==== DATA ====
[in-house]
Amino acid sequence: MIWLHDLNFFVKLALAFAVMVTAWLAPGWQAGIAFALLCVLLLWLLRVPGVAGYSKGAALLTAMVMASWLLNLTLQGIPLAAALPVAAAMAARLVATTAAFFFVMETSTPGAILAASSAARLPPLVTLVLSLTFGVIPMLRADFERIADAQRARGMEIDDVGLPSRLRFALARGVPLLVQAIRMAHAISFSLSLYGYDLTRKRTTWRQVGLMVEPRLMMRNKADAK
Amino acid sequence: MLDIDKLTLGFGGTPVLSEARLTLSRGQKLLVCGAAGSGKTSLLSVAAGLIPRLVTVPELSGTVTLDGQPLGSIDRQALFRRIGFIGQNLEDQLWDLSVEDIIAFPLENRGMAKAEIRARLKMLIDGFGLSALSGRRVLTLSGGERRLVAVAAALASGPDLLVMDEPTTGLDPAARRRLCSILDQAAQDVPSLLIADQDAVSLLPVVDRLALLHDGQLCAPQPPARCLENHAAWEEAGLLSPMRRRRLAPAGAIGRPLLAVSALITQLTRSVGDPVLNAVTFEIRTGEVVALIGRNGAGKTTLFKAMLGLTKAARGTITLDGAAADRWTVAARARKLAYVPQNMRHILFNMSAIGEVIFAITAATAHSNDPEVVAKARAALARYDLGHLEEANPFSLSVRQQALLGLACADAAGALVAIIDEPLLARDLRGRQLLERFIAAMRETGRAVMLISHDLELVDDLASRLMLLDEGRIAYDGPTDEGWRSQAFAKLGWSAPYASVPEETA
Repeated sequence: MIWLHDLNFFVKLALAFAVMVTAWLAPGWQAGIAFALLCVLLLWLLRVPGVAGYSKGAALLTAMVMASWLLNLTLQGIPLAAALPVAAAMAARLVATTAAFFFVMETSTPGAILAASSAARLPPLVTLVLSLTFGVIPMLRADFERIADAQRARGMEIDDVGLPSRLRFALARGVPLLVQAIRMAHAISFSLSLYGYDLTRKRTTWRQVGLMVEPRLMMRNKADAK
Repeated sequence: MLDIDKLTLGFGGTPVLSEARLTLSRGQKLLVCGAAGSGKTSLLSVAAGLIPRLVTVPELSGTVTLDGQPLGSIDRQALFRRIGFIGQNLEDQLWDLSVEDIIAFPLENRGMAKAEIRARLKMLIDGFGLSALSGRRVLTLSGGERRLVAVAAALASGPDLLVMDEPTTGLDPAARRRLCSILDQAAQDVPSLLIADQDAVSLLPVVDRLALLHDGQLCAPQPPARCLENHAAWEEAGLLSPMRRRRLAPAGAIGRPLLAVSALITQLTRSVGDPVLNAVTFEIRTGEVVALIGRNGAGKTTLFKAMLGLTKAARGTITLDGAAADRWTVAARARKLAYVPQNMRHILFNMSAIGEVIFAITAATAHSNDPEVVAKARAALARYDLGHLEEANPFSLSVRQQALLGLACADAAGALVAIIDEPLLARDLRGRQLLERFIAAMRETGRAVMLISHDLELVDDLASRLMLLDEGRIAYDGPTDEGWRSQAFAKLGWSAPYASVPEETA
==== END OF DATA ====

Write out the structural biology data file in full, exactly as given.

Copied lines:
[in-house]
Amino acid sequence: MIWLHDLNFFVKLALAFAVMVTAWLAPGWQAGIAFALLCVLLLWLLRVPGVAGYSKGAALLTAMVMASWLLNLTLQGIPLAAALPVAAAMAARLVATTAAFFFVMETSTPGAILAASSAARLPPLVTLVLSLTFGVIPMLRADFERIADAQRARGMEIDDVGLPSRLRFALARGVPLLVQAIRMAHAISFSLSLYGYDLTRKRTTWRQVGLMVEPRLMMRNKADAK
Amino acid sequence: MLDIDKLTLGFGGTPVLSEARLTLSRGQKLLVCGAAGSGKTSLLSVAAGLIPRLVTVPELSGTVTLDGQPLGSIDRQALFRRIGFIGQNLEDQLWDLSVEDIIAFPLENRGMAKAEIRARLKMLIDGFGLSALSGRRVLTLSGGERRLVAVAAALASGPDLLVMDEPTTGLDPAARRRLCSILDQAAQDVPSLLIADQDAVSLLPVVDRLALLHDGQLCAPQPPARCLENHAAWEEAGLLSPMRRRRLAPAGAIGRPLLAVSALITQLTRSVGDPVLNAVTFEIRTGEVVALIGRNGAGKTTLFKAMLGLTKAARGTITLDGAAADRWTVAARARKLAYVPQNMRHILFNMSAIGEVIFAITAATAHSNDPEVVAKARAALARYDLGHLEEANPFSLSVRQQALLGLACADAAGALVAIIDEPLLARDLRGRQLLERFIAAMRETGRAVMLISHDLELVDDLASRLMLLDEGRIAYDGPTDEGWRSQAFAKLGWSAPYASVPEETA
Repeated sequence: MIWLHDLNFFVKLALAFAVMVTAWLAPGWQAGIAFALLCVLLLWLLRVPGVAGYSKGAALLTAMVMASWLLNLTLQGIPLAAALPVAAAMAARLVATTAAFFFVMETSTPGAILAASSAARLPPLVTLVLSLTFGVIPMLRADFERIADAQRARGMEIDDVGLPSRLRFALARGVPLLVQAIRMAHAISFSLSLYGYDLTRKRTTWRQVGLMVEPRLMMRNKADAK
Repeated sequence: MLDIDKLTLGFGGTPVLSEARLTLSRGQKLLVCGAAGSGKTSLLSVAAGLIPRLVTVPELSGTVTLDGQPLGSIDRQALFRRIGFIGQNLEDQLWDLSVEDIIAFPLENRGMAKAEIRARLKMLIDGFGLSALSGRRVLTLSGGERRLVAVAAALASGPDLLVMDEPTTGLDPAARRRLCSILDQAAQDVPSLLIADQDAVSLLPVVDRLALLHDGQLCAPQPPARCLENHAAWEEAGLLSPMRRRRLAPAGAIGRPLLAVSALITQLTRSVGDPVLNAVTFEIRTGEVVALIGRNGAGKTTLFKAMLGLTKAARGTITLDGAAADRWTVAARARKLAYVPQNMRHILFNMSAIGEVIFAITAATAHSNDPEVVAKARAALARYDLGHLEEANPFSLSVRQQALLGLACADAAGALVAIIDEPLLARDLRGRQLLERFIAAMRETGRAVMLISHDLELVDDLASRLMLLDEGRIAYDGPTDEGWRSQAFAKLGWSAPYASVPEETA